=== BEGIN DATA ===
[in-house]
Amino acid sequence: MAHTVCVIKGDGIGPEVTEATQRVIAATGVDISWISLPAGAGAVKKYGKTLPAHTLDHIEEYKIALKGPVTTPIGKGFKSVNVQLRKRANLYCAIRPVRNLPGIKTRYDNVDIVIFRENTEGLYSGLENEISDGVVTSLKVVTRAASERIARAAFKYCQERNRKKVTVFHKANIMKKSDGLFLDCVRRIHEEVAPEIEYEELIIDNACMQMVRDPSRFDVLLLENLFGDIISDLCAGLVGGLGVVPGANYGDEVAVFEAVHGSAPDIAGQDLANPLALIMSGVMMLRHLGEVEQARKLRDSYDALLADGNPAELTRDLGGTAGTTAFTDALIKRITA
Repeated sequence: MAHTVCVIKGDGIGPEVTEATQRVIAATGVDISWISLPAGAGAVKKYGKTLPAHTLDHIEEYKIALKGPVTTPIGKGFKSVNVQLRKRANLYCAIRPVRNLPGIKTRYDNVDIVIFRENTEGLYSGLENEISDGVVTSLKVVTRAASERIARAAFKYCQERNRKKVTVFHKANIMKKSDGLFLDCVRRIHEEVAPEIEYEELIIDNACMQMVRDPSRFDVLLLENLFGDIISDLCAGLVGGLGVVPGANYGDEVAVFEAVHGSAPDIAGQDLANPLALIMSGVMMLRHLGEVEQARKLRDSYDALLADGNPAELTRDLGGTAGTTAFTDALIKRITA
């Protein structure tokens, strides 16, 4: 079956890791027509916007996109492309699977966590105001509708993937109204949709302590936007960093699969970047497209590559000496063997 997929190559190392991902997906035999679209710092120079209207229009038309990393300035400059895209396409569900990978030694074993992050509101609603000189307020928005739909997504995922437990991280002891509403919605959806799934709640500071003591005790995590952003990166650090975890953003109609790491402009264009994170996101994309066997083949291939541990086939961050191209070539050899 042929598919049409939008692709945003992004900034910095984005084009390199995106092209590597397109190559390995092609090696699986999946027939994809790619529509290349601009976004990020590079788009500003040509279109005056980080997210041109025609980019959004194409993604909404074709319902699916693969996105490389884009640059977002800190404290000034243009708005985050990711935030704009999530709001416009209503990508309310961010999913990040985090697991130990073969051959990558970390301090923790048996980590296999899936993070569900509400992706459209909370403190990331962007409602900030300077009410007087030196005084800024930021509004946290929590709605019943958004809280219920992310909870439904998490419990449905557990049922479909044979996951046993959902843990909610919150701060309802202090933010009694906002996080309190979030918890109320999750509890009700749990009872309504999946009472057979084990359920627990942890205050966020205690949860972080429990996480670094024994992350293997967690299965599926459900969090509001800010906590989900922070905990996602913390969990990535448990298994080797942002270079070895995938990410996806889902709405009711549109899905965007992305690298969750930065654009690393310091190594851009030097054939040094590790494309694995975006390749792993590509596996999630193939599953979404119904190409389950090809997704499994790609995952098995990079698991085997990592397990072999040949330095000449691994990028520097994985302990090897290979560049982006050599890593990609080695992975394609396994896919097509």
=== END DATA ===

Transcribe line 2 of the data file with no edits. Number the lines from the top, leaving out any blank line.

Amino acid sequence: MAHTVCVIKGDGIGPEVTEATQRVIAATGVDISWISLPAGAGAVKKYGKTLPAHTLDHIEEYKIALKGPVTTPIGKGFKSVNVQLRKRANLYCAIRPVRNLPGIKTRYDNVDIVIFRENTEGLYSGLENEISDGVVTSLKVVTRAASERIARAAFKYCQERNRKKVTVFHKANIMKKSDGLFLDCVRRIHEEVAPEIEYEELIIDNACMQMVRDPSRFDVLLLENLFGDIISDLCAGLVGGLGVVPGANYGDEVAVFEAVHGSAPDIAGQDLANPLALIMSGVMMLRHLGEVEQARKLRDSYDALLADGNPAELTRDLGGTAGTTAFTDALIKRITA